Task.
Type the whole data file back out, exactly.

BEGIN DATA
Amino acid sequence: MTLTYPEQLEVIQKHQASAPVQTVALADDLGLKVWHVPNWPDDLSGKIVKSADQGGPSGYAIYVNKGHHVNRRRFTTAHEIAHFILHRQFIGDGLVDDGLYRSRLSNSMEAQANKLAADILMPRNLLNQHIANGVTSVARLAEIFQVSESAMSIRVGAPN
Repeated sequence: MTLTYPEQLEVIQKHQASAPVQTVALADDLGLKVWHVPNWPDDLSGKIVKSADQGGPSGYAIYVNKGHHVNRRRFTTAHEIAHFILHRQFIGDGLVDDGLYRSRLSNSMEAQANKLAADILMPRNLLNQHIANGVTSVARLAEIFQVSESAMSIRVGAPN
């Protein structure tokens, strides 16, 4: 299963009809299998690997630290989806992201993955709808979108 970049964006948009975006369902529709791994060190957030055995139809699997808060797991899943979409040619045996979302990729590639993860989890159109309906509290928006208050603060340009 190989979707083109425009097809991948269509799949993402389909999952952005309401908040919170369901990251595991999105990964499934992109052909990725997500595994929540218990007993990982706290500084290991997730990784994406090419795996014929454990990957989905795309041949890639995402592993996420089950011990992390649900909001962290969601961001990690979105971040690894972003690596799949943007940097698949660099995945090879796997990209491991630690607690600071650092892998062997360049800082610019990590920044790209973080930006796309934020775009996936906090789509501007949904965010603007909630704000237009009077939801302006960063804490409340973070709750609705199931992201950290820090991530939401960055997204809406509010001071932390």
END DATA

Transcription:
Amino acid sequence: MTLTYPEQLEVIQKHQASAPVQTVALADDLGLKVWHVPNWPDDLSGKIVKSADQGGPSGYAIYVNKGHHVNRRRFTTAHEIAHFILHRQFIGDGLVDDGLYRSRLSNSMEAQANKLAADILMPRNLLNQHIANGVTSVARLAEIFQVSESAMSIRVGAPN
Repeated sequence: MTLTYPEQLEVIQKHQASAPVQTVALADDLGLKVWHVPNWPDDLSGKIVKSADQGGPSGYAIYVNKGHHVNRRRFTTAHEIAHFILHRQFIGDGLVDDGLYRSRLSNSMEAQANKLAADILMPRNLLNQHIANGVTSVARLAEIFQVSESAMSIRVGAPN
């Protein structure tokens, strides 16, 4: 299963009809299998690997630290989806992201993955709808979108 970049964006948009975006369902529709791994060190957030055995139809699997808060797991899943979409040619045996979302990729590639993860989890159109309906509290928006208050603060340009 190989979707083109425009097809991948269509799949993402389909999952952005309401908040919170369901990251595991999105990964499934992109052909990725997500595994929540218990007993990982706290500084290991997730990784994406090419795996014929454990990957989905795309041949890639995402592993996420089950011990992390649900909001962290969601961001990690979105971040690894972003690596799949943007940097698949660099995945090879796997990209491991630690607690600071650092892998062997360049800082610019990590920044790209973080930006796309934020775009996936906090789509501007949904965010603007909630704000237009009077939801302006960063804490409340973070709750609705199931992201950290820090991530939401960055997204809406509010001071932390």